# Using argument validators

Sometimes you're going to want an argument to be a certain thing, e.g., check if it's a specific piece of text or check the length. A validate function in your arg can accomplish this.

# Basic validators

What if you have a command where your first argument has to match a specific text? For example: if you wanted your say command to allow a maximum of 200 characters. It's straightforward.

Pull the argument from your say command and add a blank validate function to the arg.:










 






module.exports = class SayCommand extends Command {
	constructor(client) {
		super(client, {
			// ...
			args: [
				{
					key: 'text',
					prompt: 'What text would you like the bot to say?',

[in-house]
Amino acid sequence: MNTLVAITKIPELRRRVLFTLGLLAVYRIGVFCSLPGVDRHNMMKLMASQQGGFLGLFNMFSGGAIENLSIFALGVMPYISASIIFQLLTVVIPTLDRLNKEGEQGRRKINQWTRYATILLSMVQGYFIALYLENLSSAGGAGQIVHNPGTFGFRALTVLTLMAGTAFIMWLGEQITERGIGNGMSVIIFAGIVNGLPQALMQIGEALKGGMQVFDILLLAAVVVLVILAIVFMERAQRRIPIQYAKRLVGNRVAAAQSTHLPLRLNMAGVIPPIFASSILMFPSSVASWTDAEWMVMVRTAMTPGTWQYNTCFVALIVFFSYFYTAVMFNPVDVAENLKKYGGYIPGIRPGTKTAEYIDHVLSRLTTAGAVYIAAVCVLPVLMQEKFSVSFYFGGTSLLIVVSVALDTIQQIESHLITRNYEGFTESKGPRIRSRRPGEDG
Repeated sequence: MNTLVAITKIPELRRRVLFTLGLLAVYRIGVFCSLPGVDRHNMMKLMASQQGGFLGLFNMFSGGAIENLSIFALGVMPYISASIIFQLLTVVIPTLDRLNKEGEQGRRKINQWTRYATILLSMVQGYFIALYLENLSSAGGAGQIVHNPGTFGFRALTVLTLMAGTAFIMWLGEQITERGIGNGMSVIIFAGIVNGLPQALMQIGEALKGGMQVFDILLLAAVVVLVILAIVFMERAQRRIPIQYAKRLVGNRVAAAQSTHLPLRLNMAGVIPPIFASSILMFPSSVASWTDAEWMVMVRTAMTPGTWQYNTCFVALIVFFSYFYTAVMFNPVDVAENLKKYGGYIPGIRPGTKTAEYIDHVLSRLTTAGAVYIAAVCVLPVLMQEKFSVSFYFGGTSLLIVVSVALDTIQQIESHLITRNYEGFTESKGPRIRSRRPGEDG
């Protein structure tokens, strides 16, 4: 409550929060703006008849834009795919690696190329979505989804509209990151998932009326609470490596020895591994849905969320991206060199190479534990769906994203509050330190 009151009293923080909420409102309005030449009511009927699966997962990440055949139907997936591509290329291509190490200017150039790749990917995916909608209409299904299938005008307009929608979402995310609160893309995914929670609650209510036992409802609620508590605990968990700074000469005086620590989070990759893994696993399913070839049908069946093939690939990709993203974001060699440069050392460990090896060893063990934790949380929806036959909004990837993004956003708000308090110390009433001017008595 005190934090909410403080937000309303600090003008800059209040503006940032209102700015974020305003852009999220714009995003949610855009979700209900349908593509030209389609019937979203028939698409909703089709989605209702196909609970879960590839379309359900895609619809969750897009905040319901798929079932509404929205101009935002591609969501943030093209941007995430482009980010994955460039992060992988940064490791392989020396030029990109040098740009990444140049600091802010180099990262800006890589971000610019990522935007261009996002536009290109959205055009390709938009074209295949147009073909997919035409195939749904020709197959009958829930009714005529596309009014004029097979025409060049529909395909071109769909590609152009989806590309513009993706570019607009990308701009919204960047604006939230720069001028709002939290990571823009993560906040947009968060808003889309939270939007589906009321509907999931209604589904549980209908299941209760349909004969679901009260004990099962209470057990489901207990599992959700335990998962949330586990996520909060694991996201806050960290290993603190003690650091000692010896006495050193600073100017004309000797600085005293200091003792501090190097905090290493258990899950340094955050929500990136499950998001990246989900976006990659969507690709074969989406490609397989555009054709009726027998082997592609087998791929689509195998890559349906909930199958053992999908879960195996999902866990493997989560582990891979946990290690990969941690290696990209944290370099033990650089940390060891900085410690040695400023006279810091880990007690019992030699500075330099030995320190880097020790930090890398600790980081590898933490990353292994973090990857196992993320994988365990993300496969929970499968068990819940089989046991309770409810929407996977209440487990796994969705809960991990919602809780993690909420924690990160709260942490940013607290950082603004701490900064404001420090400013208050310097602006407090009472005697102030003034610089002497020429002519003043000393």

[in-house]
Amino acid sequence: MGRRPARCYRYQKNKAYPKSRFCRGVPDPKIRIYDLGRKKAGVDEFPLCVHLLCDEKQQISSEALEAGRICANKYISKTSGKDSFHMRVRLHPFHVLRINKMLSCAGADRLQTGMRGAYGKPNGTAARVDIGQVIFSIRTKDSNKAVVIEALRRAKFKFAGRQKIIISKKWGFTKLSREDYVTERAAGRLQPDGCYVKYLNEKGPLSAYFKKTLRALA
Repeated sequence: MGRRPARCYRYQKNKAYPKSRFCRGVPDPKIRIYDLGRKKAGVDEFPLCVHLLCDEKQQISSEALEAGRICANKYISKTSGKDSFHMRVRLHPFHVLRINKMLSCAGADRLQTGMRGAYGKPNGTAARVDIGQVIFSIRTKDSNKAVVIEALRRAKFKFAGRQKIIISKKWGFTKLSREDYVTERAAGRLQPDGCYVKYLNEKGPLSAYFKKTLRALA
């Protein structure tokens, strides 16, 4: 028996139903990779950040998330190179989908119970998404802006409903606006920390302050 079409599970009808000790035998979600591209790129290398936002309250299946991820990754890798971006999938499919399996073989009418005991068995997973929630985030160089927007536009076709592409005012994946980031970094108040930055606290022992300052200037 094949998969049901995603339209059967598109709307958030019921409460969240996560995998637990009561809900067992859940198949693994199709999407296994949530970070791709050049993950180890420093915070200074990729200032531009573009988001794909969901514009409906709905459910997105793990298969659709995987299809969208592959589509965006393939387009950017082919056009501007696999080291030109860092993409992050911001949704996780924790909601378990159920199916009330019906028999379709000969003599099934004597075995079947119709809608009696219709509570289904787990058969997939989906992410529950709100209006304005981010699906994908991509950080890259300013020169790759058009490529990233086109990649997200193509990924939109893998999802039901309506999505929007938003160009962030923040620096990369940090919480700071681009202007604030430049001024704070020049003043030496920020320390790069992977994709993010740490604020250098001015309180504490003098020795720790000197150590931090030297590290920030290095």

type: 'string',
					validate: text => {},
				},
			],
		});
	}
};

Inside your validate function, check to see if the length is below 201 characters.










 






module.exports = class SayCommand extends Command {
	constructor(client) {
		super(client, {
			// ...
			args: [
				{
					key: 'text',
					prompt: 'What text would you like the bot to say?',
					type: 'string',
					validate: text => text.length < 201,
				},
			],
		});
	}
};

And now you've got a validator that checks if the length is 200!

# oneOf

Another property you can use to validate arguments is the oneOf option. This option forces the argument to be one of the options provided in an array. If you wanted to make an argument that required a "yes" or "no" response, you'd do this:







 
 
 
 






module.exports = class SayCommand extends Command {
	constructor(client) {
		super(client, {
			// ...
			args: [
				{
					key: 'option',
					prompt: 'Yes or No?',
					type: 'string',
					oneOf: ['yes', 'no'],
				},
			],
		});
	}
};

That's it! This will automatically be case-insensitive, so you don't have to worry about that.